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What next for Gaddafi and Libya?

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What next for Gaddafi and Libya?


Colonel Gaddafi has vowed that he will not give up power without a fight, ruling out the possibility of following in the footsteps of the former Egyptian and Tunisian leaders. With that in mind, diplomats and experts are divided on the possible future scenarios for Libya.

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There are those who talk about the likelihood of a drawn-out civil war, with heavily armed groups taking sides in a divided country. They warn of a lethal mix of pro and anti-Gaddafi supporters and heavily armed tribal groups.

One of Colonel Gaddafi’s sons has already taken on a leadership role, appearing on television and making passionate calls for the police and security forces to fight back. He has also talked about a conspiracy involving Egyptians and Tunisians, making nationals from those countries the target of pro-Gaddafi anger.

It remains to be seen, however, whether Gaddafi has the numbers to restamp his authority over the entire country. Some kind of partition of Libya seems to be a real possibility.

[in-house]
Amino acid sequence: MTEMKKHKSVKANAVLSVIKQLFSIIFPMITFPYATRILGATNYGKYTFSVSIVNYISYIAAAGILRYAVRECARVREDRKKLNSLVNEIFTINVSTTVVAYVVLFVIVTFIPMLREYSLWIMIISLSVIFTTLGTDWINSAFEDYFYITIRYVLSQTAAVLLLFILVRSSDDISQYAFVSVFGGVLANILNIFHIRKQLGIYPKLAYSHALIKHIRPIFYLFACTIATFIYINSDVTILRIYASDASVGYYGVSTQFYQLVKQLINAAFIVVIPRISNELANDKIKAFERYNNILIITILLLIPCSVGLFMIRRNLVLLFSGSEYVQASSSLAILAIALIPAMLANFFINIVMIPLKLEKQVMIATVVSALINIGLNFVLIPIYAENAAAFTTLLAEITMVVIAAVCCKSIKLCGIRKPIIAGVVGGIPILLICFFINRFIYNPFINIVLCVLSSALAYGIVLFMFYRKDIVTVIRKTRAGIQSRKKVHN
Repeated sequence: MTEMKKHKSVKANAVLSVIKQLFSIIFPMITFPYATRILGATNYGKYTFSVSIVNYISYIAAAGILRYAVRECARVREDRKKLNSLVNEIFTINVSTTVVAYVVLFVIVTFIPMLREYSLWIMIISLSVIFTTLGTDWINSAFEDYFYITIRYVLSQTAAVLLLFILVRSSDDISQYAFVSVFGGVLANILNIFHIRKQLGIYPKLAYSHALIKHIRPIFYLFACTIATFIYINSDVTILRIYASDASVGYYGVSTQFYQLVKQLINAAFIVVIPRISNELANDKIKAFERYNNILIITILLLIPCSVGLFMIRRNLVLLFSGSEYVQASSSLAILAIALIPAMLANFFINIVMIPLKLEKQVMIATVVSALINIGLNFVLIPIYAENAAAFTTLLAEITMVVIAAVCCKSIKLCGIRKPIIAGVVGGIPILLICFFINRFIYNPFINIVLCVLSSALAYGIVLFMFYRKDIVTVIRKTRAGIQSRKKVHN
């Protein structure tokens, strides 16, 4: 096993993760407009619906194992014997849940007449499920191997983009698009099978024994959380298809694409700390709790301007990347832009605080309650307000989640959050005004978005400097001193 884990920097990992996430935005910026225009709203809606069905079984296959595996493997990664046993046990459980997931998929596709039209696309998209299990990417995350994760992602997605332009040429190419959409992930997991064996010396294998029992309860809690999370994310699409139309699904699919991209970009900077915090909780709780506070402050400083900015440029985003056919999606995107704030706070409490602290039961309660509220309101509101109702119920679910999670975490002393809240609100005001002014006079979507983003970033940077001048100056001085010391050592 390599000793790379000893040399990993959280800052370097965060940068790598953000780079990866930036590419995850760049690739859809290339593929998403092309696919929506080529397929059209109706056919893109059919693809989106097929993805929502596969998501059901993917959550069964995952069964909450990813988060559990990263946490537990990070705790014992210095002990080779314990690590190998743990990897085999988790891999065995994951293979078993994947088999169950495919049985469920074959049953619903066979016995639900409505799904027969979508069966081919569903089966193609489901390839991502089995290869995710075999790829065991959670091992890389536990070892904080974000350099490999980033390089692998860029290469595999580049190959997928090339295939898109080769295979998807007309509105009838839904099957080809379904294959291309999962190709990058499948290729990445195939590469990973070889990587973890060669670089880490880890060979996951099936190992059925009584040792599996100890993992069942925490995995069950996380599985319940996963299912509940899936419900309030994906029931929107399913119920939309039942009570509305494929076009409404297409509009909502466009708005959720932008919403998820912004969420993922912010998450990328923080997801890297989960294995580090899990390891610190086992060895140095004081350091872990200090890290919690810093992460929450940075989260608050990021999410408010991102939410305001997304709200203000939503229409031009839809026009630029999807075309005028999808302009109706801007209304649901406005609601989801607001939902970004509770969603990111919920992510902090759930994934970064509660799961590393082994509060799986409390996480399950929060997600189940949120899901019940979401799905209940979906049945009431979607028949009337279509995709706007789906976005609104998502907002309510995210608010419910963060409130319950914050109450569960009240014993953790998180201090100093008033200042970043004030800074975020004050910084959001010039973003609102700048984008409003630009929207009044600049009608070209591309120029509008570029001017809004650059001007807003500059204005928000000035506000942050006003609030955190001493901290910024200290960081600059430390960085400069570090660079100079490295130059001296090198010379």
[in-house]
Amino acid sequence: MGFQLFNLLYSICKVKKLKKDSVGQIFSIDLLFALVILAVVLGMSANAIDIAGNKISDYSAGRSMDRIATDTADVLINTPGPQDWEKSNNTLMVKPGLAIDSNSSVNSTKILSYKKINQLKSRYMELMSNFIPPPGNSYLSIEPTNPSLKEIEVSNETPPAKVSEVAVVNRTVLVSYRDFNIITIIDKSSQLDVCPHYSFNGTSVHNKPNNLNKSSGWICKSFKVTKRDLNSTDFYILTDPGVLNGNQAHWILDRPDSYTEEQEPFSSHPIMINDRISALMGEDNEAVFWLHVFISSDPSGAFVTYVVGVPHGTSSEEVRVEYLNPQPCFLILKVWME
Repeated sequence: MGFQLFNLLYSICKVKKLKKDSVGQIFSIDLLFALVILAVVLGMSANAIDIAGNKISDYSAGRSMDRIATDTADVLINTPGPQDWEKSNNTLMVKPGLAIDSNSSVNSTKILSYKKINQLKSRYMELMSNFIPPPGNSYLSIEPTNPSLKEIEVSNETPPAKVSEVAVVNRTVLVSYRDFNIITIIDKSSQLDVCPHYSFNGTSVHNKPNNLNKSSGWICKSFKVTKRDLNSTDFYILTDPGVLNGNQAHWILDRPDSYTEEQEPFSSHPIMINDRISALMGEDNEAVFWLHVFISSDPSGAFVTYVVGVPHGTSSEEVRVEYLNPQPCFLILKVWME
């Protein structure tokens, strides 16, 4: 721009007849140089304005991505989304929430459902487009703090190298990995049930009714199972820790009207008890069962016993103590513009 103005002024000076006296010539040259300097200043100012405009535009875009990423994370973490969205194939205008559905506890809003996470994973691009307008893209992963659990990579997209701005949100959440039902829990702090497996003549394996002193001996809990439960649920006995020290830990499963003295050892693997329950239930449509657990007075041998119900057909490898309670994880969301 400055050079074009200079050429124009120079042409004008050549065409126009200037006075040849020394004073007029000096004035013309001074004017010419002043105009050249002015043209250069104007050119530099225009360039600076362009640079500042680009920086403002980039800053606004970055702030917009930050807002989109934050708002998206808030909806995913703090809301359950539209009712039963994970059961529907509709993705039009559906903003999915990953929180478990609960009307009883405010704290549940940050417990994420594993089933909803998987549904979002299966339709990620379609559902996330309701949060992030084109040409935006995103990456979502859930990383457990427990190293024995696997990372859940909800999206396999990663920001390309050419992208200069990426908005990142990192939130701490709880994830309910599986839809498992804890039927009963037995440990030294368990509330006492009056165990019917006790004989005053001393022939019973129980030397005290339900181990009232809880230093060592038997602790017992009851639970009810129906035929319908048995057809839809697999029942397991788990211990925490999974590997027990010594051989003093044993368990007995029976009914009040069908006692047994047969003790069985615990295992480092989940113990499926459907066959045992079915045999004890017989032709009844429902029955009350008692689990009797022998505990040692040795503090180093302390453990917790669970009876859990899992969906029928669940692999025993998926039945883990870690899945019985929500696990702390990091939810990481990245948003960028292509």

Another scenario could be a military coup. There have already been scenes of soldiers abandoning military bases and equipment, and political defections have also taken place.

One symbolic announcement came from Libya’s delegate to the UN, once a close ally of Gaddafi. His decision to abandon the Libyan regime was widely welcomed.

But Gaddafi is also propped up by a diverse range of mercenaries and elite security forces; for some kind of military takeover to succeed, there would have to be a united campaign. Some experts say that kind of coordination is almost impossible.

Foreign military intervention cannot be ruled out, involving either close neighbours or Western countries. If NATO, for example, got involved, it is likely there would be a humanitarian role.

NATO Secretary General Anders Fogh Rasmussen said: “NATO has assets that can be used in a situation like this and NATO can act as an enabler and coordinator, if and when individual members states want to take action.”

Some observers say any widespread, organised attacks on civilians would raise the likelihood of foreign military intervention.

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